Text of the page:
At the start of Katherine's story, she leaves the convent for the Queen's court in the company of two nuns and the lustful Long Will. Katherine has great hopes for her life and for finding love. Yet the author writes: "It was a sad pity she could hope for no great marriage". Why does the author say this? Is Katherine doomed?
Fate is a theme that threads throughout the novel. Despite Katherine's dislike for Hugh, she resigns herself to marrying him. How does this example illustrate the concept of accepting one's fate?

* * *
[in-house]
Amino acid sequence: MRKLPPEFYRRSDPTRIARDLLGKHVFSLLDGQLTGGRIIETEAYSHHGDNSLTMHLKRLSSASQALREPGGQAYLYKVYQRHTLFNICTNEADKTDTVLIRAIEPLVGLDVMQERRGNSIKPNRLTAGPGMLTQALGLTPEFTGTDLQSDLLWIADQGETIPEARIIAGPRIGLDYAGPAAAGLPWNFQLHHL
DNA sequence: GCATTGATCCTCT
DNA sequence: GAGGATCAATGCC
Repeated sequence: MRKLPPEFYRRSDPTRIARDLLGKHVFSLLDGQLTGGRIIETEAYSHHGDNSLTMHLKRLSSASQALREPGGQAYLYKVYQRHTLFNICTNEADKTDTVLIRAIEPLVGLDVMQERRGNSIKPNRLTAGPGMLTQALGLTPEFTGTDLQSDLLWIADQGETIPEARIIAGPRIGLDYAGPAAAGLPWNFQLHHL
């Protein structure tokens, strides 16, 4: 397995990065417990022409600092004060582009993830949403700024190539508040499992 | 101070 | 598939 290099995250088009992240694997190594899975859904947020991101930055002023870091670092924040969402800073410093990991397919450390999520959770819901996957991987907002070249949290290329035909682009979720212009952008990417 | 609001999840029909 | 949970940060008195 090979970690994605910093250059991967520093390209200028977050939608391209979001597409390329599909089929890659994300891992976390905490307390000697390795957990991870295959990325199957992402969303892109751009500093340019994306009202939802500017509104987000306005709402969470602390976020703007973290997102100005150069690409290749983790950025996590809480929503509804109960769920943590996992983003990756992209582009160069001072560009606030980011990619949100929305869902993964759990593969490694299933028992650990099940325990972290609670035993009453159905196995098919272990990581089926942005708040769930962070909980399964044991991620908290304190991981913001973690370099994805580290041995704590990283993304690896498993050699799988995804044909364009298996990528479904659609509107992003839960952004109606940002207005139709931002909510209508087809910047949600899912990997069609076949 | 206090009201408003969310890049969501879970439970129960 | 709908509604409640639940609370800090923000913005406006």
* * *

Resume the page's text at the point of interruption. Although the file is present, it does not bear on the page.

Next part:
Despite his charisma, John of Gaunt, the Duke of Lancaster, has many insecurities. Describe these insecurities and how they shape his character.
Religion plays a large role in the daily lives of people in the middle ages. Explain how two of Katherine's experiences--when she sees the "pyx" pass the Chaucer home and when Hugh's sword falls...
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